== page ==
In his February 24, Address to Joint Session of Congress, President Barack Obama promised to “reform our defense budget so that we’re not paying for Cold War-era weapons systems we don’t use.” In the DC Examiner, Heritage senior fellow James Carafano wonders that means:
All the “Cold War” weapons still in the Pentagon’s inventory—tanks, planes, ships—are already bought and paid for. And they are still in use—from aircraft carriers to cruise missiles. Scrap them, and you’ll have to replace them.
Every system that we are buying now or plan to buy has been justified over the last 20 years by Democratic and Republican presidents and funded by Democratic and Republican Congresses based on “future requirements” not refighting the last war.
Missile defense is a case in point. We didn’t start building defenses until after the Cold War ended, and we built it not to counter the Soviet threat but deal with new missile powers like North Korea and Iran.
If the president chooses to scrap all or any of this, there will be little or nothing to replace it. It takes years to get a new program up and running. Many troops entering the military now will be retired before they see any of the future equipment this administration proposes.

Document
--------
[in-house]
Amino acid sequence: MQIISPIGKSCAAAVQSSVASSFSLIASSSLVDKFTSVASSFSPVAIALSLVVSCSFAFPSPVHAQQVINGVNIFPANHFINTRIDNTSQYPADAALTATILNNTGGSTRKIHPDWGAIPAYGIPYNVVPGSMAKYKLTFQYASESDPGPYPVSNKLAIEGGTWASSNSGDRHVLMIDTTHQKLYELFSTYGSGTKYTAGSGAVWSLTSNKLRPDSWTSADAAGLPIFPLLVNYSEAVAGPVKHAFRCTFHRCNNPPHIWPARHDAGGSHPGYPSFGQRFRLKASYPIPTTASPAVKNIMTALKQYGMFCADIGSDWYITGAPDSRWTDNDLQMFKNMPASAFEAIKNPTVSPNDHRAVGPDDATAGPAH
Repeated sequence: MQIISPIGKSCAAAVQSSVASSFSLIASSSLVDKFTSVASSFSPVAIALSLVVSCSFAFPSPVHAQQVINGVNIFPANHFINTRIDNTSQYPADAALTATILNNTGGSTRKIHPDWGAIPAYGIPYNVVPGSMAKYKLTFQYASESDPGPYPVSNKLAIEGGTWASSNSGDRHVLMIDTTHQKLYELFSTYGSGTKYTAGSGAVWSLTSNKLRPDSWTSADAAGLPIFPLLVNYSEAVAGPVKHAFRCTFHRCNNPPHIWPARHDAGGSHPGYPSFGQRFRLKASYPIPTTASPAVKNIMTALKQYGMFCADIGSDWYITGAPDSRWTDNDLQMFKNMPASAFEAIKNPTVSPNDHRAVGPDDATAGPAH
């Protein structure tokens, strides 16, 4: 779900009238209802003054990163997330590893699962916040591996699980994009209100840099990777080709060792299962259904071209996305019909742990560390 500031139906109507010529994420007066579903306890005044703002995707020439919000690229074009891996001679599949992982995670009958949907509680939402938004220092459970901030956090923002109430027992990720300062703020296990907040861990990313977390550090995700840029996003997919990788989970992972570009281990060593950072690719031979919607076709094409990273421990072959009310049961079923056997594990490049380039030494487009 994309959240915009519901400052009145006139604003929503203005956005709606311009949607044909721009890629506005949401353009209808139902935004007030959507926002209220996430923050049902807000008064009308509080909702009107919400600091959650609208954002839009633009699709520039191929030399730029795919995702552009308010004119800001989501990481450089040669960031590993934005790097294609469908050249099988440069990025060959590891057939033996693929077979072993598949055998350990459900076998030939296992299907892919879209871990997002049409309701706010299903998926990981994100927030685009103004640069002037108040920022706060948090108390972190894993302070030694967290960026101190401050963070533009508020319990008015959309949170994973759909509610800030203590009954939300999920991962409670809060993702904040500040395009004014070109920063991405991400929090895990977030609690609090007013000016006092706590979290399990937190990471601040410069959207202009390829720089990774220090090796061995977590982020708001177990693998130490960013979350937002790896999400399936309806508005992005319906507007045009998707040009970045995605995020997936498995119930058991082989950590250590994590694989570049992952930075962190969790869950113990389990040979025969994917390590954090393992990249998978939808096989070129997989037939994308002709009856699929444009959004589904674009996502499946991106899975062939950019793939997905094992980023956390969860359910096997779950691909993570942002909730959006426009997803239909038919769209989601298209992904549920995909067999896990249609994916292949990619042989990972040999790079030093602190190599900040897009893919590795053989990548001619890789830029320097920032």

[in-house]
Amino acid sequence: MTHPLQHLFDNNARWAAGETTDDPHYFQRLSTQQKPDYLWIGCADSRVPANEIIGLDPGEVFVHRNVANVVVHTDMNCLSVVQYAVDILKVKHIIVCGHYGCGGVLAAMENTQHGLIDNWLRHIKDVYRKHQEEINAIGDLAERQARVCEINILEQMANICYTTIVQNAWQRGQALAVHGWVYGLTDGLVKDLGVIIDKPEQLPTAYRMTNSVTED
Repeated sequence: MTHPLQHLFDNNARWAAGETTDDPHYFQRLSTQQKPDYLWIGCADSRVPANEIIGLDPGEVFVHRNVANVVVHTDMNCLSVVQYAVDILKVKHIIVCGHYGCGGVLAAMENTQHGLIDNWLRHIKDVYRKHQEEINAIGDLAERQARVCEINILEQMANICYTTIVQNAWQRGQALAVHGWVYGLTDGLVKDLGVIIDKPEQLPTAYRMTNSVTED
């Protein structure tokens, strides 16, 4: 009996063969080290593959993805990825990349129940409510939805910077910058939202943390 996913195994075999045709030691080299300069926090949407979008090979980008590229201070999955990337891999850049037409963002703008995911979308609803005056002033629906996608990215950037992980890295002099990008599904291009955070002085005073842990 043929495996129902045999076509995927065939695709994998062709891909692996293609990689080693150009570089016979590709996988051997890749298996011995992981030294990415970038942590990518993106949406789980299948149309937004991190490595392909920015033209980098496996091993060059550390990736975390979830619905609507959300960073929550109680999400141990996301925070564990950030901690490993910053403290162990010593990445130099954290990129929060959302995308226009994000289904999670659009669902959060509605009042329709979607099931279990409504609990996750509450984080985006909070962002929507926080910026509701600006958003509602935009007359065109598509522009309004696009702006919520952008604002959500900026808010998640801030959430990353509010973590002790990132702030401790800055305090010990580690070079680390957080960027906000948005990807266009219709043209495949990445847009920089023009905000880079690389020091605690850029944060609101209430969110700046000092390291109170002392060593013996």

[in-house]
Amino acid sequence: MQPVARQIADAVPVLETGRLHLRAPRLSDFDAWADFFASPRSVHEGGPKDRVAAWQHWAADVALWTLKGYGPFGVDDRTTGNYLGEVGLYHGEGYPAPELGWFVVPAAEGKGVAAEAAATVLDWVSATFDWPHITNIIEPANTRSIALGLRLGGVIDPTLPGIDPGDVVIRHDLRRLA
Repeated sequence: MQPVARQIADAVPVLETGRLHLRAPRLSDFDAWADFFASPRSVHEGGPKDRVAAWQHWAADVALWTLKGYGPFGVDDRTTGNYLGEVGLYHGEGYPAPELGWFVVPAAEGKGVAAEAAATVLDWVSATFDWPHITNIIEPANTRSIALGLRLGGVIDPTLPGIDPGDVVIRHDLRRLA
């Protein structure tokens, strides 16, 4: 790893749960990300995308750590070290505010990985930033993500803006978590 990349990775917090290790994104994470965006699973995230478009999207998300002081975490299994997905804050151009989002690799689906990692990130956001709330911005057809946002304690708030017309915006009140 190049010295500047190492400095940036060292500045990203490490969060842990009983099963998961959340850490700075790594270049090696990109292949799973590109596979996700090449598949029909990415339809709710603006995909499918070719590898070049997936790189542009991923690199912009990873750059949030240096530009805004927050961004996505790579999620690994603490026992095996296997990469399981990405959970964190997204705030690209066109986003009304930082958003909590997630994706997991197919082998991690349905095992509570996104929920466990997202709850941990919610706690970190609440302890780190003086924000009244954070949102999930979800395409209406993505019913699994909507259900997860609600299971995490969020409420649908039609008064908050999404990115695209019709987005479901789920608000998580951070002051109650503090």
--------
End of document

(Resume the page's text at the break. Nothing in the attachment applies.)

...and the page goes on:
This is not the first time we’ve heard rhetoric like this from the White House:
Once upon a time, there was a president who promised to spend less on defense and give us more. And he did—in a manner of speaking.
The president was Jimmy Carter. America’s tragedy in Vietnam had ended. The military was worn out after almost a decade of war. Congress had “financed” combat operations largely by deferring the purchase of new weapons, deferring maintenance, and otherwise cutting corners–paring bases in NATO countries, reducing troops on Korea’s DMZ, etc.
But when Carter came to the White Houses in 1977, rather than simply invest in rebuilding America’s military, he promised America one better. He endorsed Defense Secretary Harold Brown’s “offset” strategy.
America did get more for less—just as the president promised. But, the “more” was just a lot more risk. No matter what fancy strategy or cost-savings a president promises, under-funding the military hollows out the force, leaving it with not enough to maintain trained and ready troops, pay for current operations, and prepare for the future. That’s what happened under Carter. All this became all too clear when the Army Chief of Staff General “Shy” Meyer testified before Congress that he had 16 divisions on paper—only four of them were ready go to combat.